“The reason we are testing on-site in such an environment is because we want to control and closely monitor the system and make sure we can shut down the system if there is any problem,” said Steve Jurczyk, NASA agent administrator.
NASA attempted to complete this test in January. But when a device didn’t work quite as expected, the rocket’s computer shut down the engines in just a minute or so. To get more data on the performance of the stage and motors, the engineers fixed the issues and tried again.
The engineers will now review the results. If all goes well, the core stage will be packaged and shipped to the Kennedy Space Center by barge. There it and other rocket parts, including two strap-on rocket boosters, a second stage, and the Orion crew capsule, are put together.
“This test is the final test of all flight hardware,” said Jurczyk. “It just has to be integrated – there are tests that come with the integration – and then it gets started.”
That launch will be the Artemis 1 mission. (In Greek mythology, Artemis is Apollo’s sister, and NASA officials have repeatedly said that one of the next astronauts to step on the moon will be a woman.)
There will be no astronauts on board for this flight. The launch will carry the Orion module and a large number of small CubeSats on a course to the moon. The capsule orbits the moon several times, similar to NASA’s Apollo 8 mission, before returning to Earth and splashing into a water landing.
The success of this mission could create the conditions for the first astronaut flight in Orion and eventually lead to a moon landing.
Jurczyk praised the NASA engineers and contractors who worked on the project, especially after their efforts were interrupted by the Covid-19 pandemic last year.
“I’m really proud of the team,” he said. “They really stuck to it and got to this point. They really worked together and supported each other and protected each other as they moved things forward.”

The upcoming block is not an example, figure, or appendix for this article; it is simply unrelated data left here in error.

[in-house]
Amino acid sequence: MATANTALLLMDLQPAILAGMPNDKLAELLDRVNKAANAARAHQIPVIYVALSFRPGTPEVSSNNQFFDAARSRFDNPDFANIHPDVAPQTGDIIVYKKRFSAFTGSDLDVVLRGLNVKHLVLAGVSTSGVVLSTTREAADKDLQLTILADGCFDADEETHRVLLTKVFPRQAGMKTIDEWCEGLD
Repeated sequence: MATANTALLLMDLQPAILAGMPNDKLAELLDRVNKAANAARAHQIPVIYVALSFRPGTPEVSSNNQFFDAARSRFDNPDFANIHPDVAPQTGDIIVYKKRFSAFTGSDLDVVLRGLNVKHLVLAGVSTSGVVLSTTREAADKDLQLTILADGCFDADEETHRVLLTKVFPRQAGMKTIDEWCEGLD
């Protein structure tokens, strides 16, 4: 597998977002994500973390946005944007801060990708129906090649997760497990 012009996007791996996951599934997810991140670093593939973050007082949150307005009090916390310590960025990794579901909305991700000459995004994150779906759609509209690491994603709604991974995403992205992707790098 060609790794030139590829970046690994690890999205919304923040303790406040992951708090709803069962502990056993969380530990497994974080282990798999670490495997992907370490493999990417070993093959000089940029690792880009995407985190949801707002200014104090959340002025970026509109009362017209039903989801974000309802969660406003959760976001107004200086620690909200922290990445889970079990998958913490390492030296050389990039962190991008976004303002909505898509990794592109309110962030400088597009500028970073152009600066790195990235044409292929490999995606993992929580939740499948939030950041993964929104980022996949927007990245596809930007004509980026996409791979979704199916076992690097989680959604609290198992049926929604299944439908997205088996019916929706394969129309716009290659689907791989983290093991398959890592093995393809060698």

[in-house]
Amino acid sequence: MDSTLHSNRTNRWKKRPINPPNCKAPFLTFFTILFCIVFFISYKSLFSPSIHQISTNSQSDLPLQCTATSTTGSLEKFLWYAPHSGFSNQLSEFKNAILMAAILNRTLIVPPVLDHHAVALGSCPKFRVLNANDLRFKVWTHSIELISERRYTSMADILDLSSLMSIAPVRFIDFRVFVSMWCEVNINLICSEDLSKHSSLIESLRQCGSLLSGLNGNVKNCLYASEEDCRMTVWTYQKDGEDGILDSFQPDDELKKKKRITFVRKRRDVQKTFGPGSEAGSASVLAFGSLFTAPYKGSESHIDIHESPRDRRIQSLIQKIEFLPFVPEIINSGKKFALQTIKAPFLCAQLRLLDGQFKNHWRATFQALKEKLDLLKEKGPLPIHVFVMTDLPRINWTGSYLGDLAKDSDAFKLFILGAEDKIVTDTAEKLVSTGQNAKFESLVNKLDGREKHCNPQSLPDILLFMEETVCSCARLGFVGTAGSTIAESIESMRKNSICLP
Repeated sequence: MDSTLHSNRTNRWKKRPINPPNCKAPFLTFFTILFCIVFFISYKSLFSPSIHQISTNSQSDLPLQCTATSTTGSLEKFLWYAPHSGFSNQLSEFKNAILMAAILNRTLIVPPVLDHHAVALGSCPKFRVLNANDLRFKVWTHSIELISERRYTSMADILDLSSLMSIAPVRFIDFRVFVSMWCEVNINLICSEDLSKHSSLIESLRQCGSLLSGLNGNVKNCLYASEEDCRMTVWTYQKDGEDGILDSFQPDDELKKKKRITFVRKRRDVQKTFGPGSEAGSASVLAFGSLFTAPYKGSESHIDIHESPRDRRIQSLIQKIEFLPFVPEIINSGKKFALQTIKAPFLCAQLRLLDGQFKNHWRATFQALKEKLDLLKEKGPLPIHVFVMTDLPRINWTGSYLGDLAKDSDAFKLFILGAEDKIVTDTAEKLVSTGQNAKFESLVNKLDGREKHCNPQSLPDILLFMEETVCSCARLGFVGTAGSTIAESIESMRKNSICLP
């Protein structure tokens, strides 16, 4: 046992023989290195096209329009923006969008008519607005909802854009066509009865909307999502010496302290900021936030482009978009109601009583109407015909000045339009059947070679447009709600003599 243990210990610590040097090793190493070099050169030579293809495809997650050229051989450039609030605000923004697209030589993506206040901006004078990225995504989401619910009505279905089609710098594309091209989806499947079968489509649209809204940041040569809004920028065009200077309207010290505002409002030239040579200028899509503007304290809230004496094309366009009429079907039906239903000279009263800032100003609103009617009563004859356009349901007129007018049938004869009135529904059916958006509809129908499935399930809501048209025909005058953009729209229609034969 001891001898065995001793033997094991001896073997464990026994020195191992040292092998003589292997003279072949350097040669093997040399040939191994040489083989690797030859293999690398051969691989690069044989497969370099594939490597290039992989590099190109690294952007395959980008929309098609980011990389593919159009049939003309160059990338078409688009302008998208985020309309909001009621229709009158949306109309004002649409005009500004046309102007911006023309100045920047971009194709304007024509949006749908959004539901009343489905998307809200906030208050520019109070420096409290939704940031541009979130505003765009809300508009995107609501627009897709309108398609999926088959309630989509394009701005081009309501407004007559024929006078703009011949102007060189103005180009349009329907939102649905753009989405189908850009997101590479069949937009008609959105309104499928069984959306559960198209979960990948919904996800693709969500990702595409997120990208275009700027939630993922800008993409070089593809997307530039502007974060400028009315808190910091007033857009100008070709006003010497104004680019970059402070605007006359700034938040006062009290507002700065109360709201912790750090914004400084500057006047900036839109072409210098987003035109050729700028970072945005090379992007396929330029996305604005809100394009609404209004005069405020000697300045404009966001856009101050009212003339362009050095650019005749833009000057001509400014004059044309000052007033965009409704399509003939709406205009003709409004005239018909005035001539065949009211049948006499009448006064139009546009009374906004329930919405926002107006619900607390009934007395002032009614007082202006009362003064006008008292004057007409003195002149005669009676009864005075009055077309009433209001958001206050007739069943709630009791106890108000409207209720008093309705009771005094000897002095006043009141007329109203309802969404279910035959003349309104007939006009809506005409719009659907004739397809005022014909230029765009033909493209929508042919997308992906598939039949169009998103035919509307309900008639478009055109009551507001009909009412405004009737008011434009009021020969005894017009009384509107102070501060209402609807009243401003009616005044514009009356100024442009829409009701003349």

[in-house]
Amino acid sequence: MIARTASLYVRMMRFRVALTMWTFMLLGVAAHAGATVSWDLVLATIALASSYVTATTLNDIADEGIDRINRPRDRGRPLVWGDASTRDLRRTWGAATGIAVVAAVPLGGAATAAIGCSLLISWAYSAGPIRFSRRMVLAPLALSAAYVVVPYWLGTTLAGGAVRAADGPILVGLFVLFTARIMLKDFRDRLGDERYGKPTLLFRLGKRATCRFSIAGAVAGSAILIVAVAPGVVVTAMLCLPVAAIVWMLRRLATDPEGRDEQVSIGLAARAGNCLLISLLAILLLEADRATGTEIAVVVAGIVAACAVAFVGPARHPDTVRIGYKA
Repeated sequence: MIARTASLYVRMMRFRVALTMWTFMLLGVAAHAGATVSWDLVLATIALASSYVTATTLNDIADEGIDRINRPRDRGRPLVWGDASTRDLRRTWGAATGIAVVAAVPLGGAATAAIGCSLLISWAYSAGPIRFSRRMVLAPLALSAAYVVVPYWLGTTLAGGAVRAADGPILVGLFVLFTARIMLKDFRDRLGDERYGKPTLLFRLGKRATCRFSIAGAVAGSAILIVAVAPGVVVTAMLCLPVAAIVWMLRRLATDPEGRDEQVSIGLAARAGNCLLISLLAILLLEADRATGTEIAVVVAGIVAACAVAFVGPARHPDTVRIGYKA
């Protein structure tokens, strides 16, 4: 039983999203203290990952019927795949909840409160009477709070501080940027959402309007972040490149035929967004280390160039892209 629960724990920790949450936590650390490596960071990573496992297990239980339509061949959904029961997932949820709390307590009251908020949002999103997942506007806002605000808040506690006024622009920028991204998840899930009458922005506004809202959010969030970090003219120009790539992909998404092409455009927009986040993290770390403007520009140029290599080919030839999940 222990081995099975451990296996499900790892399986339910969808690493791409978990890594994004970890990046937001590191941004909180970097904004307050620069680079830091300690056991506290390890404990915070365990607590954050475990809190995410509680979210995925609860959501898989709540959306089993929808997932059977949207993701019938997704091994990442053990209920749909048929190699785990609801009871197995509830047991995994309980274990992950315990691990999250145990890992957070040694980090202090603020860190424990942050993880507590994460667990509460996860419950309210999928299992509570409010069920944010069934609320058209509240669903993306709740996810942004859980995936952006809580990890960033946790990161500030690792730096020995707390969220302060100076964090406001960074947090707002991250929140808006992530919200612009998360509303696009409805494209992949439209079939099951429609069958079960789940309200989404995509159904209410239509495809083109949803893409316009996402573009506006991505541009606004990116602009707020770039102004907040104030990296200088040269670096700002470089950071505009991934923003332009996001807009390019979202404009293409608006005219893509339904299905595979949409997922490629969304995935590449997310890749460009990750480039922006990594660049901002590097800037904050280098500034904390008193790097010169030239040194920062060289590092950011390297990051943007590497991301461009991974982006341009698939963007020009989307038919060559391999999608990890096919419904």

The Space Launch System is not the only large American rocket under development and about to make its first space travel.
Most intriguing is the gigantic Starship rocket being developed by Mr. Musk’s SpaceX. If mounted on a giant booster stage it would dwarf the Space Launch System but would be completely reusable like a passenger jet. It was designed to take people to Mars, and SpaceX has also received an adaptation contract to bring NASA astronauts to the surface of the moon.
Mr. Musk’s engineers conducted atmospheric test flights on Starship prototypes at a location in South Texas on the Gulf Coast, some of which resulted in spectacular explosions after the missiles performed impressive flight maneuvers. During the final test earlier this month, the prototype missile landed in one piece, but exploded minutes later.
The company appears to be preparing for its next test flight in the coming days or weeks.
The United Launch Alliance, a joint venture between Boeing and Lockheed Martin, may launch its Vulcan Centaur rocket in the fourth quarter of the year. The Vulcan Centaur is the successor to Atlas V, a longtime workhorse for launching military and NASA satellites.
However, this missile uses Russia-built RD-180 engines and Congress, unable to rely on technology from a country often viewed as an adversary, has banned the import of RD-180 after 2022.
Blue Origin, the rocket company founded by Jeff Bezos, the billionaire founder of Amazon, has also developed a reusable rocket called the New Glenn that would compete with both Vulcan Centaur and SpaceX Falcon 9 rockets. (Blue Origin also makes money every Vulcan Centaur launch; this booster uses Blue Origin BE-4 engines.)
However, Blue Origin has announced that the maiden flight from New Glenn will not take place before the end of next year at the earliest, two years later than originally planned.